Gymnopus section Iocephalae Singer ex Halling, Mycotaxon 63: 363. 1997.
Sect. Iocephalae Singer ex Halling, Mycologia Mem. 8: 32. 1983.
Basidiomata marcescent, with violet to purple pigments, changing to blue in alkali and pale pink in acid.
Type species: Gymnopus iocephalus (Berk. & Curt.) Halling
Marasmius iocephalus (Berk. & Curt.) Pennington, N. Amer. Flora 9: 271. 1915.
Collybia iocephala (Berk. & Curt.) Singer, Lloydia 9: 116. 1949.
Spore deposit almost pure white (Singer 1946). Spores 6.5-8.6 x 3.2-4.4 µm, lacrymoid in profile, ovoid in face or back view, smooth, inamyloid, acyanophilous. Basidia 16.2-27 x 4.2-6.5 µm, four sterigmate, cylindric to clavate, not siderophilous. Pleurocystidia and cheilocystidia absent. Some pinkish violet pigment interspersed among hymenial elements when mounted in water. Lamellar trama interwoven, inamyloid, with scattered interhyphal pigment deposits; cells 4.2-7.5 µm in diam. Pileus trama interwoven, inamyloid; hyphae 4.2-10.8 µm in diam. Pileipellis a layer of repent, cylindric, branched, interwoven hyphae; cells 3.2-7.5 µm in diam, with pinkish violet content when mounted in water, blue in alkali, yellowish in Melzer's. Occasional interhyphal pigment deposits present. Stipitipellis a layer of vertically oriented and parallel hyphae, with similar content as the pileipellis, branching or ascending to form long, cylindric-contorted caulocystidia; hyphae 2.2-5.4 µm in diam. Clamp connections present in all tissues. Macrochemical reactions: KOH--bright blue (tyrian blue) on the pileus, lamellae, and stipe.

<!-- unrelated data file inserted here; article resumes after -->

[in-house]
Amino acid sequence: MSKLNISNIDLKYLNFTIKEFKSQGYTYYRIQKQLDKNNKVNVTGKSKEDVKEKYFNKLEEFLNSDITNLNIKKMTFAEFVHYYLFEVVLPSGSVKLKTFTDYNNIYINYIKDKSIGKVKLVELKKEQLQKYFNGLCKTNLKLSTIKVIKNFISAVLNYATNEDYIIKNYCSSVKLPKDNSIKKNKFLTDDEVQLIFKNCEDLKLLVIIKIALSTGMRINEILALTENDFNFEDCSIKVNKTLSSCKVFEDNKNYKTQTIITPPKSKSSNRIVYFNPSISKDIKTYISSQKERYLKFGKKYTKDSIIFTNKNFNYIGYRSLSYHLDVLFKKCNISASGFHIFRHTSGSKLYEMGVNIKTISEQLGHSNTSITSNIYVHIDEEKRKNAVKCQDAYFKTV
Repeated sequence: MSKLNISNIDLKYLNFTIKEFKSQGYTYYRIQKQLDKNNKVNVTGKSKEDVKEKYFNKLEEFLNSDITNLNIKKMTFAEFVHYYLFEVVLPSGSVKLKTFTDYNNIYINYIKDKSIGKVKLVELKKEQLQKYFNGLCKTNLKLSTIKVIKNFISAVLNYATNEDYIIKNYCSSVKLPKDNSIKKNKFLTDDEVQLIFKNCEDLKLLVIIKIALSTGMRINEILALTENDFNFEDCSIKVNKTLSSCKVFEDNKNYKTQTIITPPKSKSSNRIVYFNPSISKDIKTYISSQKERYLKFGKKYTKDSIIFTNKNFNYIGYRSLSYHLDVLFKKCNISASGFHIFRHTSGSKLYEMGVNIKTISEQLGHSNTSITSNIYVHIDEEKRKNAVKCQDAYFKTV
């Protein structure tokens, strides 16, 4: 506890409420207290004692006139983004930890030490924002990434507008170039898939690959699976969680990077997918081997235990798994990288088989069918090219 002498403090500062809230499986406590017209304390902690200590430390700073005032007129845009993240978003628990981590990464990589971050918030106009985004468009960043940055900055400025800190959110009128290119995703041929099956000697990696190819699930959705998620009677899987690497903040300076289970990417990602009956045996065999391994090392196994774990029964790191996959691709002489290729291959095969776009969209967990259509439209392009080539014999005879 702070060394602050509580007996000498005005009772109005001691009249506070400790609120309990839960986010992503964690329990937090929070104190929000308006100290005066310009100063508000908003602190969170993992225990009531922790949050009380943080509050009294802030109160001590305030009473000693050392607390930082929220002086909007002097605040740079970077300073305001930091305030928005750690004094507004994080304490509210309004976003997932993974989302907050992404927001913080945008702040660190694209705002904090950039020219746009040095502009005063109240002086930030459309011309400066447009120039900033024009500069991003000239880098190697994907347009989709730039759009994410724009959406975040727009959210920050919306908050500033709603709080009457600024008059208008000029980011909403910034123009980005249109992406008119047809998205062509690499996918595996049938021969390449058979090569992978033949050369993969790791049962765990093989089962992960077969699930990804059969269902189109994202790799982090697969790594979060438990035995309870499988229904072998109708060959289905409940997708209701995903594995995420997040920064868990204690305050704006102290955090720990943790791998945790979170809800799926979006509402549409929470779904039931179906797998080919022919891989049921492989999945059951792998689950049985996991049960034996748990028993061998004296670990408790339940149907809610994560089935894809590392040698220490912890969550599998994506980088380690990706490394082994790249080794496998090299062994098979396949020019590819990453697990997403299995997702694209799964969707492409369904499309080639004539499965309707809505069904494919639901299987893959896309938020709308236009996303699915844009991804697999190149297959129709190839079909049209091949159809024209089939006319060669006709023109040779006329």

Habit, habitat, and distribution: Scattered, gregarious to subcespitose on leaf litter and humus. Known from Florida west to Louisiana and north to Massachusetts.
Discussion: This species is unique in the genus because of the violet colors in the pileus, lamellae, and stipe. These colors in the stipe can be overlooked though, if the pubescence is well developed and extends over the length of the stipe. Singer (1946) said that the pigment is dissolved in the cell sap, but when tissues are mounted in Melzer's, the walls of the hyphae are purple. When mounted in water, scattered, amorphous, interhyphal deposits of pigment can be observed, and entire cells appear to be colored a violet pink. It would seem that the pigment involved is not encrusting, as in certain members of the Levipedes and Vestipedes, but the exact nature and location is still questionable.
In the original description, Berkeley and Curtis (1853) indicated that the odor of G. iocephalus was strong and offensive. Singer (1946) said this species has a disagreeable odor like sauerkraut. Collections from Florida were reported as smelling like gunpowder. Massachusetts material was said to have a garliclike or radishlike odor. In my own material from Florida, I could detect a gunpowder component, but also an alliaceous to fetid ingredient. Whether or not the odor is truly variable or merely perceived differently by individuals remains to be resolved.